For the purposes of this non-technical analysis, “fusion energy” refers to energy released upon the fusing of two relatively light atomic nuclei. There are two technical approaches to maintaining a nuclear fusion reaction: magnetic confinement and inertial confinement. DOE has explained the differences between the two approaches. DEP’T OF ENERGY OFFICE OF SCIENCE, About Fusions and Plasmas, https://science.energy.gov/fes/about/fusion-and-plasmas/.
 42 U.S.C. § 2014(cc).
 42 U.S.C. § 2014(c).
 S. Rpt. No. 1699 at 11. See also id. at 8 (explaining that Congress changed the phrase “fissionable material” to “special nuclear material” in order to apply the provision to materials that parties use in fusion processes).
 R. W. Borchardt, NRC Memorandum, SECY-09-0064, https://www.nrc.gov/reading-rm/doc-collections/commission/secys/2009/secy2009-0064/2009-0064scy.pdf (Apr. 20, 2009).
 Id. at 3.
 Annette L. Vietti-Cook, NRC Memorandum on Commission Voting Record for SECY-09-0064, https://www.nrc.gov/reading-rm/doc-collections/commission/srm/2009/2009-0064srm.pdf (Jul. 16, 2009), Comments of Commissioners Dale Klein and Kristine Svinicki.
 DEP’T OF ENERGY OFFICE OF SCIENCE, Fusion Energy Sciences, https://science.energy.gov/fes/.
 DEP’T OF ENERGY OFFICE OF SCIENCE, Fusion Energy Sciences Funding Opportunities, https://science.energy.gov/fes/funding-opportunities/.
 DEP’T OF ENERGY OFFICE OF SCIENCE, Fusion Energy Sciences Advisory Committee, https://science.energy.gov/fes/fesac/.
 H.R. 5895, Energy and Water Appropriations at 13, https://www.congress.gov/115/bills/hr5895/BILLS-115hr5895enr.pdf.
 ADVANCED RESEARCH PROJECTS AGENCY – ENERGY, ALPHA PROGRAM, https://arpa-e.energy.gov/?q=arpa-e-programs/alpha.
 Conference Report to Accompany H.R. 5895 at 162, https://www.congress.gov/congressional-report/115th-congress/house-report/929/1?overview=closed.
 Nuclear Energy Innovation Capabilities Act of 2017 § 2(a), https://www.congress.gov/bill/115th-congress/senate-bill/97/text?q=%7B%22search%22%3A%5B%22s97%22%5D%7D&r=1. The statute does not define the term “nuclear fusion” or “nuclear fusion reactor,” but other federal laws define “fusion” in other contexts. See, e.g., Magnetic Fusion Energy Engineering Act of 1980 § 3, 42 U.S.C. § 9302(1) (“‘[F]usion’ means a process whereby two light nuclei, such as deuterium and tritium, collide at high velocity, forming a compound nucleus, which subsequently separates into constituents which are different from the original colliding nuclei, and which carry away the accompanying energy release”).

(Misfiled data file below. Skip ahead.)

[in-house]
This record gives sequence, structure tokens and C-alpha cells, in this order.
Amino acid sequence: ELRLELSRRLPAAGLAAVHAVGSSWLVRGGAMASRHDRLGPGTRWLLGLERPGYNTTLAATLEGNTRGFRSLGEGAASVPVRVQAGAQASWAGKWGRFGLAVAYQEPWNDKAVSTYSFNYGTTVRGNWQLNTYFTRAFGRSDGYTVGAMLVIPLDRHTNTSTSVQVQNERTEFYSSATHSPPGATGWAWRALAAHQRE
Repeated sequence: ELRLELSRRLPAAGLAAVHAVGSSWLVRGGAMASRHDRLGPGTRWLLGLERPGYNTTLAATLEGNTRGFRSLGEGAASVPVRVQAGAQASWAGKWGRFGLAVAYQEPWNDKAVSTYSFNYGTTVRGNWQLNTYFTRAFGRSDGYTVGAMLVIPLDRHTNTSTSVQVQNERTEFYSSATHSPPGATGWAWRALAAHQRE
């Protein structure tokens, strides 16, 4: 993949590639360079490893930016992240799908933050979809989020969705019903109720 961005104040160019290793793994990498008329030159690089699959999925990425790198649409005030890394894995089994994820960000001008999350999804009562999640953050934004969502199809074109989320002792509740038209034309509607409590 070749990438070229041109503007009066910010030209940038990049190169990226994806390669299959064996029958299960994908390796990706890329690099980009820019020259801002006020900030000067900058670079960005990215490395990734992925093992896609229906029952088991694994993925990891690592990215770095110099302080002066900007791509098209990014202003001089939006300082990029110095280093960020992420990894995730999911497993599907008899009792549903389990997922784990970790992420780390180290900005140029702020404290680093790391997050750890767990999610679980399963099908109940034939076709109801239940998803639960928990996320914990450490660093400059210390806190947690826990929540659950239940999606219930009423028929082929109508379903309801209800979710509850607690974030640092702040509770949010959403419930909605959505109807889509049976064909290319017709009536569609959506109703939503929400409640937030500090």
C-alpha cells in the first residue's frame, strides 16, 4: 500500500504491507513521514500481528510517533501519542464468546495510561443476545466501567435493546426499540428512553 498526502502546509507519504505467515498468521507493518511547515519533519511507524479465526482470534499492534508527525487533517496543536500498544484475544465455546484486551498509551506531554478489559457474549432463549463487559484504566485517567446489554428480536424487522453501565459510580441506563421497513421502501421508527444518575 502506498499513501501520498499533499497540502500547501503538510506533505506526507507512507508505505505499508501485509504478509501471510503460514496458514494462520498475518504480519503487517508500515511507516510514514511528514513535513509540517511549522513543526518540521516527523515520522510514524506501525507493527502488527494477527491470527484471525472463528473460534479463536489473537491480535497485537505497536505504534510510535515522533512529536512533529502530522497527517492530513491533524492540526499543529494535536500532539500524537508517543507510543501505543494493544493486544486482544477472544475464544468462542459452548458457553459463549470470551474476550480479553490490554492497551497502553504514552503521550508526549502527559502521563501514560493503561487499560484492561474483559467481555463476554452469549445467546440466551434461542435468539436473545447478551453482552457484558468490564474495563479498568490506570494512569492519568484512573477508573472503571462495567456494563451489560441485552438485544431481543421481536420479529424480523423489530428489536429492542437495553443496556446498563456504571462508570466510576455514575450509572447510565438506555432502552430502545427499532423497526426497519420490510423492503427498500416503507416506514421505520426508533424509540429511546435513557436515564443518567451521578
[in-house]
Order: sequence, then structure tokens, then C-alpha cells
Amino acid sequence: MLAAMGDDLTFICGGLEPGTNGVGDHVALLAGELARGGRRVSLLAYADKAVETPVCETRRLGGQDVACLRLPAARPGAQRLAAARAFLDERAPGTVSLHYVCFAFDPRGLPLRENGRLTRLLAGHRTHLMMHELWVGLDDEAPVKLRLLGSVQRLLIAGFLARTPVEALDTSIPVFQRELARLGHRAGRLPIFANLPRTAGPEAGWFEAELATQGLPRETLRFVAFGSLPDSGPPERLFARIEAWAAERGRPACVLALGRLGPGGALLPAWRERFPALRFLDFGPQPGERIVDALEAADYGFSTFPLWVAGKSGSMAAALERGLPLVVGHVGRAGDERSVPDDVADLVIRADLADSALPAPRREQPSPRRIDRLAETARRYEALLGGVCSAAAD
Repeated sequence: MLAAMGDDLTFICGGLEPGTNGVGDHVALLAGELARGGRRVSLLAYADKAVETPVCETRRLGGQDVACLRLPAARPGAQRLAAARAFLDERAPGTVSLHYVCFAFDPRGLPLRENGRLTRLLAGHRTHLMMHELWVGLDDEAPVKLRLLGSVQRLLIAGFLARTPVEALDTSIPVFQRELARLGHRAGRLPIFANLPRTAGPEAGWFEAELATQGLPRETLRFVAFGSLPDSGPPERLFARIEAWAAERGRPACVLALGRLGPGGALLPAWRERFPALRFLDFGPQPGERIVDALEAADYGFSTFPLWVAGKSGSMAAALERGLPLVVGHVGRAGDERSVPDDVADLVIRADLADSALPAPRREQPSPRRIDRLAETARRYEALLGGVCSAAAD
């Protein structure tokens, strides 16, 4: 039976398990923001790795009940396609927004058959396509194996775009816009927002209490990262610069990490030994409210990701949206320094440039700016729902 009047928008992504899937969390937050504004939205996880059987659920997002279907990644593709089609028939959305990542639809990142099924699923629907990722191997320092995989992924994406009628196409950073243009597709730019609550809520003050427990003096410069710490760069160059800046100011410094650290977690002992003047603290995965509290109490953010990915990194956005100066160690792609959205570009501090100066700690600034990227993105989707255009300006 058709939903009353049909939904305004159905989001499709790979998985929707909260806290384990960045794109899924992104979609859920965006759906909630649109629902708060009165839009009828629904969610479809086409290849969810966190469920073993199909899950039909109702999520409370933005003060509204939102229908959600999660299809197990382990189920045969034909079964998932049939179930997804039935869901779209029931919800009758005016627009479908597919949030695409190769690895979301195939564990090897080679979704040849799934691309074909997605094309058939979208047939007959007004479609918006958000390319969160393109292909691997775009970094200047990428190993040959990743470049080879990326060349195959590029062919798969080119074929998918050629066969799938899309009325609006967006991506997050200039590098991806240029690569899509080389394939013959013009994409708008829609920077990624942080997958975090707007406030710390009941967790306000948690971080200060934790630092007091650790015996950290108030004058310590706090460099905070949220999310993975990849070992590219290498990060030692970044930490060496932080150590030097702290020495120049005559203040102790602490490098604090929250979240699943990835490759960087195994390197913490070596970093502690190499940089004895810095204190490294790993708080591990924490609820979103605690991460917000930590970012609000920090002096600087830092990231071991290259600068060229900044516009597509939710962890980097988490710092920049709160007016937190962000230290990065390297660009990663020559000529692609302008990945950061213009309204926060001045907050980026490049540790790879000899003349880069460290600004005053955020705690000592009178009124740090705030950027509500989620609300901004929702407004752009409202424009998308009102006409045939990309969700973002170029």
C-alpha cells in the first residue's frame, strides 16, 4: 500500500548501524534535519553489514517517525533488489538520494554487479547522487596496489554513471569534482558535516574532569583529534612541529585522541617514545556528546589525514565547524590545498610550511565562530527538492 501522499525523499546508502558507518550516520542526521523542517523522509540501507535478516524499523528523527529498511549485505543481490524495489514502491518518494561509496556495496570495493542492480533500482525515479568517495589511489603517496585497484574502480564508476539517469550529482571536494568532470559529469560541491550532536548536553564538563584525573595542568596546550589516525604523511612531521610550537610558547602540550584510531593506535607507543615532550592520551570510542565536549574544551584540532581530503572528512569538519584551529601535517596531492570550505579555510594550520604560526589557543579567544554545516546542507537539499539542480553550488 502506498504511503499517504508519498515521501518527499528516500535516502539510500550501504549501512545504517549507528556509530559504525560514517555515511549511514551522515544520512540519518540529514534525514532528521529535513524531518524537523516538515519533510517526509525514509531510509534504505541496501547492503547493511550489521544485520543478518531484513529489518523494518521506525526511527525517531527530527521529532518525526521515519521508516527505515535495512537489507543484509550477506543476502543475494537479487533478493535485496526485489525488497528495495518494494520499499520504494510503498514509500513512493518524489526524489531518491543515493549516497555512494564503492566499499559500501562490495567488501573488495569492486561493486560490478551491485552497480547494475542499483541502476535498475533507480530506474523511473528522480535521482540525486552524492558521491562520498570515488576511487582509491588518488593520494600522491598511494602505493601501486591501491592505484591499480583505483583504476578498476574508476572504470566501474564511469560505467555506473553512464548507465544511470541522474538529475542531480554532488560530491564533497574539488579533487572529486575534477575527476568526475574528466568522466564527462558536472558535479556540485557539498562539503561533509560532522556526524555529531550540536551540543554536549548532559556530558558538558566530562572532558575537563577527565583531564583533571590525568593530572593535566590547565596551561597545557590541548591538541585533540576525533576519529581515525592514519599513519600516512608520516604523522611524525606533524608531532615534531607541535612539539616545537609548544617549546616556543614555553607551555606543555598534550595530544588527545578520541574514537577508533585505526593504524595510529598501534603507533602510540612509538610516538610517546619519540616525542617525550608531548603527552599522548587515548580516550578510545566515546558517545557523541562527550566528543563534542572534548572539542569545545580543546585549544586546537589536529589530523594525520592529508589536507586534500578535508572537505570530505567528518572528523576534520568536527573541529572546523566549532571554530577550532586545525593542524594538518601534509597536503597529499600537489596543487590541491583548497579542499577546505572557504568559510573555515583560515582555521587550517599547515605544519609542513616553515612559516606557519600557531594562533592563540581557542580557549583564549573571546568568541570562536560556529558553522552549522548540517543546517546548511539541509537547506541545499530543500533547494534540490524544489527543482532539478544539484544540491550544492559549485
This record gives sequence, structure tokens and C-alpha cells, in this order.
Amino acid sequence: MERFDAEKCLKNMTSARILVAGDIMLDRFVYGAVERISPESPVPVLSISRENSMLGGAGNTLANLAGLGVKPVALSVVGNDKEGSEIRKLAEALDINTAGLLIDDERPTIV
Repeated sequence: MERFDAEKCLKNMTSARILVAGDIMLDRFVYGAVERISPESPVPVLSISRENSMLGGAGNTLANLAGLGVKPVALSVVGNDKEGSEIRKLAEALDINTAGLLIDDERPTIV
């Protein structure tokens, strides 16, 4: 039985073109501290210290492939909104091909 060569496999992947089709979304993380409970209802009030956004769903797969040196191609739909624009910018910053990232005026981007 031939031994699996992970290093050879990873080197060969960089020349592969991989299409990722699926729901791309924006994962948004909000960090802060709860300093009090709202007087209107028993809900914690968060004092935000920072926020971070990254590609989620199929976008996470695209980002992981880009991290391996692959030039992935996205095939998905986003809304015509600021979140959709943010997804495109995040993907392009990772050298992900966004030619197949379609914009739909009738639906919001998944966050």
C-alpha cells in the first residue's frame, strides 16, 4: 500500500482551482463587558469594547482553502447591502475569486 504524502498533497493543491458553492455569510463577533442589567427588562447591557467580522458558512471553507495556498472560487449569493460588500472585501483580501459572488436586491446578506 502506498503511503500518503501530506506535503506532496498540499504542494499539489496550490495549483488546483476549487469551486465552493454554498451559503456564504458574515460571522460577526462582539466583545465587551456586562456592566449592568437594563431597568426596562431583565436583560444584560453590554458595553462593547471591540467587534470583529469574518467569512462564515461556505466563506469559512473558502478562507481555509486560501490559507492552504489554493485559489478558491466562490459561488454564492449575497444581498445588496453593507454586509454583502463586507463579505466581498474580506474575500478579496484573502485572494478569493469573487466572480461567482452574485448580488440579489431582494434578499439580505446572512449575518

Nuclear Energy Innovation Capabilities Act of 2017 § 2(h), https://www.congress.gov/bill/115th-congress/senate-bill/97/text?q=%7B%22search%22%3A%5B%22s97%22%5D%7D&r=1.
 Nuclear Energy Innovation Capabilities Act of 2017 § 3, https://www.congress.gov/bill/115th-congress/senate-bill/97/text?q=%7B%22search%22%3A%5B%22s97%22%5D%7D&r=1.
 Id. at §2(j).
 Department of Energy Research and Innovation Act, https://www.congress.gov/bill/115th-congress/house-bill/589/text?q=%7B%22search%22%3A%5B%22hr589%22%5D%7D&r=1.
 A “tokamak” is a fusion device design that uses magnetic containment. CULHAM CENTRE FOR FUSION ENERGY, The Tokamak, http://www.ccfe.ac.uk/Tokamak.aspx.
 “Inertial confinement fusion” refers to devices that direct powerful lasers at small pellets of fuel, often isotopes of hydrogen, to initiate a fusion reaction. LAWRENCE LIVERMORE NATIONAL LABORATORY, Inertial Confinement Fusion: How to Make a Star, https://lasers.llnl.gov/science/icf.
 Akshat Rathi, In Search of Clean Energy, Investments in Nuclear-Fusion Startups Are Heating Up, QUARTZ, https://qz.com/1402282/in-search-of-clean-energy-investments-in-nuclear-fusion-startups-are-heating-up/